A banner fifty metres long presenting an overview of all the education budget cuts of the past 35 years was created to draw the attention of the political parties that are trying to form a Cabinet. “Cutting the education budget is the stupidest thing you could possibly do.”
“We wish to give the politicians some historical awareness,” says Jarmo Berkhout, Chair of the Dutch Student Union (LSVb). He is standing right next to the banner and is highly satisfied with this “Museum of Education Budget Cuts”.
The banner is hanging from the trees lining the banks of the Hofvijver Pond in The Hague, which is bathed in sunlight. Politicians may be forming a new Cabinet on the other side of the pond as we speak. The protest could not have come at a better time. Rumour has it that the negotiators are discussing the education portfolio today.
Student grants should be reintroduced
The protest has not just attracted LSVb members, but also members of the Interstedelijk Studenten Overleg (ISO), two local student unions (ASVA and VSSD) and the Socialist Party. They are wearing orange suits or clothes bearing the SP logo. One girl is wearing a colander on her head.
Berkhout addresses the protesters through a megaphone. “Cutting the education budget is the stupidest thing you could possibly do!” he shouts. He feels that tuition fees should be reduced, the amount of the supplementary grant should be raised, and housing benefits for students must stay. And come to think of it, student grants should be reintroduced, too. The students cheer.
Karl Dittrich, Chair of the Association of Universities in the Netherlands (VSNU), gets to say something, as well. “Normally, it is a great pleasure to attend the opening of a museum. But looking at this banner, I’m not presented with a pretty view.” He is applauded when he discusses the yields of the student loan system, saying that politicians “should keep their dirty hands off them”.
There is less applause when Dittrich advocates greater confidence in politicians and summarises his view in the following slogan: “Believe in the power of our governance model.” His listeners are students who remember the occupation of the University of Amsterdam’s Maagdenhuis all too well.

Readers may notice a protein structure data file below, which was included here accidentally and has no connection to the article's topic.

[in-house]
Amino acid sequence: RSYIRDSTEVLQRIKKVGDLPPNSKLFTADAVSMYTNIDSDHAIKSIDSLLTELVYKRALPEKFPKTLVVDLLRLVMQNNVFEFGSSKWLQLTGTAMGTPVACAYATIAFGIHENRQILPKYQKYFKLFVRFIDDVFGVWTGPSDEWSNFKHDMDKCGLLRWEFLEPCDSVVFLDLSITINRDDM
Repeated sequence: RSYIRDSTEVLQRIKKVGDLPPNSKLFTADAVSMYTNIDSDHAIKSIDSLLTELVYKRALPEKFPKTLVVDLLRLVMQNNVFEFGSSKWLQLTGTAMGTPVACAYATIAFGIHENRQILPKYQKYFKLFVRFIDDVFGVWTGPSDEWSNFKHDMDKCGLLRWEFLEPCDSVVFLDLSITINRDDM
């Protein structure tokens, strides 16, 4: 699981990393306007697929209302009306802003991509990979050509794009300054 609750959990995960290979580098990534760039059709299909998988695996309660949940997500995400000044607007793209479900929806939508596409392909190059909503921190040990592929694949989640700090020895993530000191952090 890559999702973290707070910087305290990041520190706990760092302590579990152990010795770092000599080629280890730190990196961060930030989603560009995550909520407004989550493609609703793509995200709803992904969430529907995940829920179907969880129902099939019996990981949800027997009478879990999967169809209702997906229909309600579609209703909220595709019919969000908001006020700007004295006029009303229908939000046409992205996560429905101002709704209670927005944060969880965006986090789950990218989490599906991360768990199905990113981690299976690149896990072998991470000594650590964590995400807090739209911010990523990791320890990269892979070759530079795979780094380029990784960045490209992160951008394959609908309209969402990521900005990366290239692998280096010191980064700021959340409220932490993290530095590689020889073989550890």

The gathering has drawn politicians representing SP, D66 and GroenLinks, as well. They are handed a poster presenting the students’ wishes and have their pictures taken with it, but they stop short of making any actual guarantees.
SP MP Frank Futselaar is the only politician who can speak freely on this occasion, since his party is not one of the parties that are currently negotiating. He feels that students’ financial situation must be improved urgently. Until a brief while ago, he was a lecturer at a university of applied sciences, and he could tell that financial trouble was weighing on his students. Those who were having difficulty passing their exams were increasingly likely to ponder the wisdom of getting a degree.
Country of opportunities
Paul van Meenen (D66) and Zihni Özdil (GroenLinks) are keeping their cards close to their chests. “I could make all sorts of promises on this occasion,” says Van Meenen, “but I’m not going to.” He emphasises that students in the Netherlands are quite privileged, and as far as he is concerned, they will remain privileged. The only thing he is prepared to say about the ongoing negotiations is, “We will see how far we can get.”
Özdil, too, would like to focus on the plus sides of the Netherlands, rather than on the series of budget cuts listed on the banner next to him. His parents were born in severe poverty, while he himself was allowed to attend a university and become an MP. “This proves that the Netherlands is a country of opportunities,” he says emphatically.